The Quezon City government vows to improve its business permit and licensing system (BPLS) in 2012 by reducing the length of time in getting clearances. Based from the recent results of Doing Business, Quezon City has 15 procedures and 35 days to issue business permits.
Quezon City Mayor Herbert Bautista also committed to reduce the steps in acquiring construction permits, which involves 30 steps and 85. He will create a dedicated inspection team to facilitate the processing of several permits.
Bautista also cited the “turf” attitude existing in regulatory offices in city hall as a factor in slow and inefficient procedures in administering business permits. He said “Turfing should be eliminated and agencies should coordinate to improve (business licensing) processes.”
To make these changes possible, Mayor Bautista will create an executive order or approve an ordinance facilitating changes in the business permits and licensing system. The recent Doing Business Survey focused on Quezon City as the sample city for the Philippines, with registered business establishments of 59,712, one of the largest in the country.
The same survey cited one of the significant reforms in the area of resolving insolvency, where the Philippines passed the Financial Rehabilitation and Insolvency Act, which provides a legal framework for liquidation and reorganization of financially distressed companies.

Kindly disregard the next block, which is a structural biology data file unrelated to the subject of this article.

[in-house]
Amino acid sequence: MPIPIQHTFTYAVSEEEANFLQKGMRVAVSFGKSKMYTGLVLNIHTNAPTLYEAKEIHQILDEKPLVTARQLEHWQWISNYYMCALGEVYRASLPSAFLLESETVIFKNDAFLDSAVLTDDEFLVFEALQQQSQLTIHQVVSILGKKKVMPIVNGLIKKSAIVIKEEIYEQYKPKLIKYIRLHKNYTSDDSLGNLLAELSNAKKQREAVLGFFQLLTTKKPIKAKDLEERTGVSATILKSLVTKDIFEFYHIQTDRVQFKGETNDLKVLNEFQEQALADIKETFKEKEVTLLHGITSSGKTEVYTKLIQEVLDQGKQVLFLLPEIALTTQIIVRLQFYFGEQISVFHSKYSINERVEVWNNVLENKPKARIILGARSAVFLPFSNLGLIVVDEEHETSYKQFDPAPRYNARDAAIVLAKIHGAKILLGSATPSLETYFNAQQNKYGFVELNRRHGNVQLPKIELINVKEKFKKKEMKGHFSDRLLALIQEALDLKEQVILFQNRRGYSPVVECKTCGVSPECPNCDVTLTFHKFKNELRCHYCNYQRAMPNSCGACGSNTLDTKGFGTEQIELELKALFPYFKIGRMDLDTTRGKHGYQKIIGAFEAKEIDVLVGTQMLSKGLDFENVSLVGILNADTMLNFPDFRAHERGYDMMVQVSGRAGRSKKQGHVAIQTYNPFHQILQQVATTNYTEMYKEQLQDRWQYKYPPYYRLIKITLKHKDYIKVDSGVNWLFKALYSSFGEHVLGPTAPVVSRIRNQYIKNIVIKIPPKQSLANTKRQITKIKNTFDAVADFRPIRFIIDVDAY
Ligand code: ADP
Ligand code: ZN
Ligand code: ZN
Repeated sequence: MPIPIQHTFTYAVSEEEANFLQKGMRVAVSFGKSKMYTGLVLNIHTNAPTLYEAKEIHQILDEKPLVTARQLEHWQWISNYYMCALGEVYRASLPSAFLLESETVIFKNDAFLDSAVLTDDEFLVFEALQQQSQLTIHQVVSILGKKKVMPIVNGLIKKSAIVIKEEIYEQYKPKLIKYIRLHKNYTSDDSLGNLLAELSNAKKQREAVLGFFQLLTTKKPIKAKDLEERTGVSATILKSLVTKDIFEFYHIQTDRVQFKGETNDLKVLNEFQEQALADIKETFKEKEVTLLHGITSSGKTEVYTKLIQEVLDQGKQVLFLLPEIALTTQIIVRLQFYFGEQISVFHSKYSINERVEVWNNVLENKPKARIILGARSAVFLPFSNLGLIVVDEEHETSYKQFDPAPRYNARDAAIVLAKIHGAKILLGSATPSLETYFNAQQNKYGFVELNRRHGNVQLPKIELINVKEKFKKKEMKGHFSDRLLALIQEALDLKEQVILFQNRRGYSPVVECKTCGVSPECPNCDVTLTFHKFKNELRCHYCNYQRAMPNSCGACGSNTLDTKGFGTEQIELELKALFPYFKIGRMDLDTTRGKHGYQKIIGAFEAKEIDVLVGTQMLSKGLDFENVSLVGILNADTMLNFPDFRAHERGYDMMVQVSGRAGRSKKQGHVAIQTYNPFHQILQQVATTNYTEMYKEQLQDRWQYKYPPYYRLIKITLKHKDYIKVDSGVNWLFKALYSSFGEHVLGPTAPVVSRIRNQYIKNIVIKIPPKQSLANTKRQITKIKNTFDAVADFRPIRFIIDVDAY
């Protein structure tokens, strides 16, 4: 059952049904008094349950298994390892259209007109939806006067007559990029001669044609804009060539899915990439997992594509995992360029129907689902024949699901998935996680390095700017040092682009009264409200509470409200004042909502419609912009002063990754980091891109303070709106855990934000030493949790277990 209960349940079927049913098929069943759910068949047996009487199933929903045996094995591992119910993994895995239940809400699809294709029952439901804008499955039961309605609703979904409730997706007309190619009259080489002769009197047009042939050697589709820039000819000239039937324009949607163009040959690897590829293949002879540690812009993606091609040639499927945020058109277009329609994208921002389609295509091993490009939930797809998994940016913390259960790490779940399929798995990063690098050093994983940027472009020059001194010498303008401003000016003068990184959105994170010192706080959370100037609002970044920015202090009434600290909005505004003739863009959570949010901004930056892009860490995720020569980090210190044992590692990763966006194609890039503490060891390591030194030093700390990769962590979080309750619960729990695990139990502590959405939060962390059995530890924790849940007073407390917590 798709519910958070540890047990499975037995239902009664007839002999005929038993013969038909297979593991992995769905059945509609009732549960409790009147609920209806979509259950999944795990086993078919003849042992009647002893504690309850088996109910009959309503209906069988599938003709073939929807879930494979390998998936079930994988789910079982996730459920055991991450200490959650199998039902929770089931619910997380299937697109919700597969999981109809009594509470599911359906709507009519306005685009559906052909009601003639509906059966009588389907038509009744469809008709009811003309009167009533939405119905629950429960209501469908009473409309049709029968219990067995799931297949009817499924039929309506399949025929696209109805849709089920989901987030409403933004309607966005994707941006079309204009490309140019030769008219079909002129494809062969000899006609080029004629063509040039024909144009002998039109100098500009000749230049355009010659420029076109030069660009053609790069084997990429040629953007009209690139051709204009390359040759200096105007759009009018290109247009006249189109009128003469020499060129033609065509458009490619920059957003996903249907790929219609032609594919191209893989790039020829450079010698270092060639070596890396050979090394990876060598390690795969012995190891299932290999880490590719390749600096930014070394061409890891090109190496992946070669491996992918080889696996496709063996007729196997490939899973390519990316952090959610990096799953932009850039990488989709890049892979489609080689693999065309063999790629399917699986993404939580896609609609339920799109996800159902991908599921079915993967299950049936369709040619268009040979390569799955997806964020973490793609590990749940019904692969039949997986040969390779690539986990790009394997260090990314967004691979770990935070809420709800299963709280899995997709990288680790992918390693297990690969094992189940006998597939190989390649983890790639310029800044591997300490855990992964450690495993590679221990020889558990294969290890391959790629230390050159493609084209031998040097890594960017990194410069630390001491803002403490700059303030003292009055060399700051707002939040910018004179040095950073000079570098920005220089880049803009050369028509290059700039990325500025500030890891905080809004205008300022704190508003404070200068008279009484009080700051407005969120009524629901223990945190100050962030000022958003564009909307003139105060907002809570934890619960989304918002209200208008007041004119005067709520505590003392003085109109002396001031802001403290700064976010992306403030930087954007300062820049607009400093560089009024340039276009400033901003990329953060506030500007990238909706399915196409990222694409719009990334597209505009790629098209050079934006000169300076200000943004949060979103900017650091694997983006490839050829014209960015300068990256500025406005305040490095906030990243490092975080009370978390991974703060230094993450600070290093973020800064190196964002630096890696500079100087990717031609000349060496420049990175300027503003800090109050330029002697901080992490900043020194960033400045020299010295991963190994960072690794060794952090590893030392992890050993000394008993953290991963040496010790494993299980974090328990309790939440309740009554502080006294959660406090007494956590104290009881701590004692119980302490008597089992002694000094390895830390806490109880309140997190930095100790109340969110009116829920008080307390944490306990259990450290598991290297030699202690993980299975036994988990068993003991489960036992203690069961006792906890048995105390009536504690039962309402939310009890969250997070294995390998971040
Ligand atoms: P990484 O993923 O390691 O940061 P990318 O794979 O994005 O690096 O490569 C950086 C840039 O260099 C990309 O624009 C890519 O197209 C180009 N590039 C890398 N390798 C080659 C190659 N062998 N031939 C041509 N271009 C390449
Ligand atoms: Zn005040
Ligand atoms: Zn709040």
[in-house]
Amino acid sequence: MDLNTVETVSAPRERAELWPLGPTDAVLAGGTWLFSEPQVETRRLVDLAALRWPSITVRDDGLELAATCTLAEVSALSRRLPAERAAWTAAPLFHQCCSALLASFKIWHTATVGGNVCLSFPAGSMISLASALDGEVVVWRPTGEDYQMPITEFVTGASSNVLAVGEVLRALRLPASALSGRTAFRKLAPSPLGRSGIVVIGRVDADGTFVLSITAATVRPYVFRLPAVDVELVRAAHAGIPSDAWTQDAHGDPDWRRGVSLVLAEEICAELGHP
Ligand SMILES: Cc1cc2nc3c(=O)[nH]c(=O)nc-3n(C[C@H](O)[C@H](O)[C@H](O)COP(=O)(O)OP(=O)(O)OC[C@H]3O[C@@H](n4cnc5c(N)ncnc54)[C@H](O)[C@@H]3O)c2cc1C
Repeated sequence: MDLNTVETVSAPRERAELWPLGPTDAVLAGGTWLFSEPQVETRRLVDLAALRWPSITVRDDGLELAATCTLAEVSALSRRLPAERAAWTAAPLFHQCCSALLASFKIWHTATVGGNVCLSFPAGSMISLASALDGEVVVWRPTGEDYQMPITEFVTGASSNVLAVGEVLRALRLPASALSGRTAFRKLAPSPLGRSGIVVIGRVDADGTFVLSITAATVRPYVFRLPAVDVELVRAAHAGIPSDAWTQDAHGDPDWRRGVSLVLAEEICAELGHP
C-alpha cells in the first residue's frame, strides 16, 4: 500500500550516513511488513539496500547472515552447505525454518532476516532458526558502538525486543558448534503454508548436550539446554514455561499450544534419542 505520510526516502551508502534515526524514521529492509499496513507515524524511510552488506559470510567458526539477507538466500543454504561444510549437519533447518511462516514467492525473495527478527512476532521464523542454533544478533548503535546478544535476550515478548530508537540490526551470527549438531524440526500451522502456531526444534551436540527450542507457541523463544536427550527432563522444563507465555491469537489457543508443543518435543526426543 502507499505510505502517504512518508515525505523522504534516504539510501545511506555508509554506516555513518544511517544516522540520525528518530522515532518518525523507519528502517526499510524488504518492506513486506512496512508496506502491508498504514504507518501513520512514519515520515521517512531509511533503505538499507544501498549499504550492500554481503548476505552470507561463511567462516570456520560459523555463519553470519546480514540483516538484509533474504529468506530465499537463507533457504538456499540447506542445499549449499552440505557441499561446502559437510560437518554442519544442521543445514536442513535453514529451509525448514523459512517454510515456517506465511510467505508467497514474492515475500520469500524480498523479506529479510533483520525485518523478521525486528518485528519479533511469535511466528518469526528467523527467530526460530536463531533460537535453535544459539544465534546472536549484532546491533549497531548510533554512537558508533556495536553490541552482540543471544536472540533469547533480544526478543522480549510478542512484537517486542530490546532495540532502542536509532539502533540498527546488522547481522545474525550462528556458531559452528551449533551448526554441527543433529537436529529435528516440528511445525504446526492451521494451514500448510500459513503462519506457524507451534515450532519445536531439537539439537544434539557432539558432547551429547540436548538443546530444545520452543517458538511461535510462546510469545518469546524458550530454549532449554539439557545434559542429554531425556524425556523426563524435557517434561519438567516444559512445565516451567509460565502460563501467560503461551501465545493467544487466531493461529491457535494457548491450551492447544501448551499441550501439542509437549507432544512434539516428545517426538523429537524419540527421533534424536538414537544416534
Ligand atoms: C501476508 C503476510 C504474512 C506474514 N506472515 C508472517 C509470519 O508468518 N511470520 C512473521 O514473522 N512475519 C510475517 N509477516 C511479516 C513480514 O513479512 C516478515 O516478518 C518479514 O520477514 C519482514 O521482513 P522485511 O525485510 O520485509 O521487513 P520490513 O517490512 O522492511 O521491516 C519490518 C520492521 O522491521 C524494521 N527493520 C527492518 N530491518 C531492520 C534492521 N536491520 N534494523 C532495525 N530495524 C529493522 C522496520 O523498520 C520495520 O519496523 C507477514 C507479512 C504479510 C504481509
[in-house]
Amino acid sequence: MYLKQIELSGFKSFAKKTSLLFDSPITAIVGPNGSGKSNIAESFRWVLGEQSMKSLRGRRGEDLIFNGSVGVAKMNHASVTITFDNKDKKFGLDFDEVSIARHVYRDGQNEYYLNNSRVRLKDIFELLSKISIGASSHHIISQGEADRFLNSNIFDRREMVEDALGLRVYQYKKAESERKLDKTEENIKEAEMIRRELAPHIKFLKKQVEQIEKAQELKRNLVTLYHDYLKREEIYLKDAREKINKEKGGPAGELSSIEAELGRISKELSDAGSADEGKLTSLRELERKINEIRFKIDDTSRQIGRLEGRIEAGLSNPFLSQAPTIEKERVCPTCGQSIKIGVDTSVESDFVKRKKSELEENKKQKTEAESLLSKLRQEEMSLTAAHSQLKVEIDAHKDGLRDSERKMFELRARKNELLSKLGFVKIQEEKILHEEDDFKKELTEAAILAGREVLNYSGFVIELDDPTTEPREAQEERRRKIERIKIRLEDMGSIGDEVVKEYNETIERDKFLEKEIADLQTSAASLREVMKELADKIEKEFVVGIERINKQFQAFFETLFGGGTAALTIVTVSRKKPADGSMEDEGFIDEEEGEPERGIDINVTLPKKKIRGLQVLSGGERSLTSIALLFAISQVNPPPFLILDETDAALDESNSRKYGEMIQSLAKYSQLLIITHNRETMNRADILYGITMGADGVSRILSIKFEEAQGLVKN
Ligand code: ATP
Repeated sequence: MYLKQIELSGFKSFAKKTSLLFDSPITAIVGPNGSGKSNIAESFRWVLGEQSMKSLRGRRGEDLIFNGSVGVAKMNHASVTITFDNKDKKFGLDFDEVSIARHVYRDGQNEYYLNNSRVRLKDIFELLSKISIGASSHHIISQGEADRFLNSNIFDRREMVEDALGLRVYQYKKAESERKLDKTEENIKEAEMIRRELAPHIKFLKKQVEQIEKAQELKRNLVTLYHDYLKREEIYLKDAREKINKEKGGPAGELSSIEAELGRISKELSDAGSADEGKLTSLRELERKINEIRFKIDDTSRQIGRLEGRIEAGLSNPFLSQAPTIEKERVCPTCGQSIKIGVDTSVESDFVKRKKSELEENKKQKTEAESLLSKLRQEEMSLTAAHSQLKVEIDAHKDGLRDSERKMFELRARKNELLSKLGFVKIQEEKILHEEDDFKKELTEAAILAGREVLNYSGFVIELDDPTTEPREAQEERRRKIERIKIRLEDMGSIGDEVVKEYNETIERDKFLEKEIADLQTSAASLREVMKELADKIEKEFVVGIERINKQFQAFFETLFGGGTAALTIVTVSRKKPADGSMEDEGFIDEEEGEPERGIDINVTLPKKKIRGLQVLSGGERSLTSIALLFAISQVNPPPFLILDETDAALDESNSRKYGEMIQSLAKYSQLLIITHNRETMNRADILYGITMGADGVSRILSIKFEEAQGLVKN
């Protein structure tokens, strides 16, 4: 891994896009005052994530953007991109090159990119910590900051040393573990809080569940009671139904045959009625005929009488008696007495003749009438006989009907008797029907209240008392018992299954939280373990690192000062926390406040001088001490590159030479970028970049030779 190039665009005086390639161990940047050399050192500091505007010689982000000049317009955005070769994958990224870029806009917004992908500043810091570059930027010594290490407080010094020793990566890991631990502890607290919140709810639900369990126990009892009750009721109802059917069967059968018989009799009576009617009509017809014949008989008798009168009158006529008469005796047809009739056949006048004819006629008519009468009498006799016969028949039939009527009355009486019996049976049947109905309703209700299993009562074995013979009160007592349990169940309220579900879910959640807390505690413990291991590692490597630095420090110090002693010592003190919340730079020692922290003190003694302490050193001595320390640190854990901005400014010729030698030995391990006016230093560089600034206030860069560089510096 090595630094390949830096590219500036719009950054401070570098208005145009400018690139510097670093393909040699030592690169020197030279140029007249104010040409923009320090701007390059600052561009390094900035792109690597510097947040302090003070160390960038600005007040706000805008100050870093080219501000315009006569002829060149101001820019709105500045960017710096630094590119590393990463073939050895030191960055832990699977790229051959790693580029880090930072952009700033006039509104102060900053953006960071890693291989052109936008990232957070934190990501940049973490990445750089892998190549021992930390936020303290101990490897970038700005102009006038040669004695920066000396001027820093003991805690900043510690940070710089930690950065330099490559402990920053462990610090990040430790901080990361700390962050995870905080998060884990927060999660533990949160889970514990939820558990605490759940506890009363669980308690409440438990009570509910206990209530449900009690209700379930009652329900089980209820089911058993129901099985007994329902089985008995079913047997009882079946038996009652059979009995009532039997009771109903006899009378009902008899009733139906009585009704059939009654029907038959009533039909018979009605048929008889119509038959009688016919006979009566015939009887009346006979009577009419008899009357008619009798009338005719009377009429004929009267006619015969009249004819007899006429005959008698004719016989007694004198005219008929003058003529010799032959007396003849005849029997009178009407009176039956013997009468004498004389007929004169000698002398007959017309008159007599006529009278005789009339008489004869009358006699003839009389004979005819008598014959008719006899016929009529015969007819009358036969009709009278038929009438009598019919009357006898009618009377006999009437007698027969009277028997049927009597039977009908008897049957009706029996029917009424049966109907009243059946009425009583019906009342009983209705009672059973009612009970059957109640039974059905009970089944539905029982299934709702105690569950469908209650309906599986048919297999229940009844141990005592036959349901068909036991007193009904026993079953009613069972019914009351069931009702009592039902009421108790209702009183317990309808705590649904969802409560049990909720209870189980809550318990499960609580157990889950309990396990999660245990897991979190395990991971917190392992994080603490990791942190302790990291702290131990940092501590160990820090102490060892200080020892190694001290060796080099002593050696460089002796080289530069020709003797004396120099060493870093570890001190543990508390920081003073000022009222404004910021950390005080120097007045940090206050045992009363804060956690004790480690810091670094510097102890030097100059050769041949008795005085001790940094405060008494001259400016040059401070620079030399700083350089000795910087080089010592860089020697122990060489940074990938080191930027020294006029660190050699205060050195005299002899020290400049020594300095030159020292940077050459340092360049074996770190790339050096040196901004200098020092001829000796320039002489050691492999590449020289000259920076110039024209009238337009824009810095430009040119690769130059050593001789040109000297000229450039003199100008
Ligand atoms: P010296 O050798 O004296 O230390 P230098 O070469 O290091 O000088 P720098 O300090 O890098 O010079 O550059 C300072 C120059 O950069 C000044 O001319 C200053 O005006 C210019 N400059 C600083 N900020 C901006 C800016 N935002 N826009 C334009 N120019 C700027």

Sylvia Solf, lead author of the Doing Business Survey, cited the increasing number of business registration as a challenge to the country’s business licensing system. The local governments and regulatory offices should work on its procedures to accommodate rising number of establishments acquiring business permits, she said.
Moreover, the co-author of Doing Business Survey, Jean Marie Lobet suggested to remove unnecessary steps to make the procedure less complex, and review the conflicting national and local laws on business regulations.
While Quezon City is focusing on improving its business permits and licensing system, other local governments should also follow suit. DTI Undersecretary Cristino Panlilio said Quezon City’s initiative should be adopted by other LGUs. He added that working on the ease of doing business is a part of attracting investors to the country.
Meantime, Guillermo Luz, Private Sector Co-Chairman of National Competitiveness Council (NCC) said there is a need to identify the problems in the local and national level, and advise the LGUs to institutionalize a system for LGUs that will remain even with changes in the leadership. The NCC will coordinate with Regional Development Councils (RDCs) to work on competitiveness rankings at the local level.
Mr. Luz also linked the improvement of business permits and licensing system with higher revenue collection by the LGUs, and explained that improved rankings will boost country’s ability to attract investments, provide jobs, and eventually translate to a higher GDP and poverty alleviation. Reden Miranda, DTI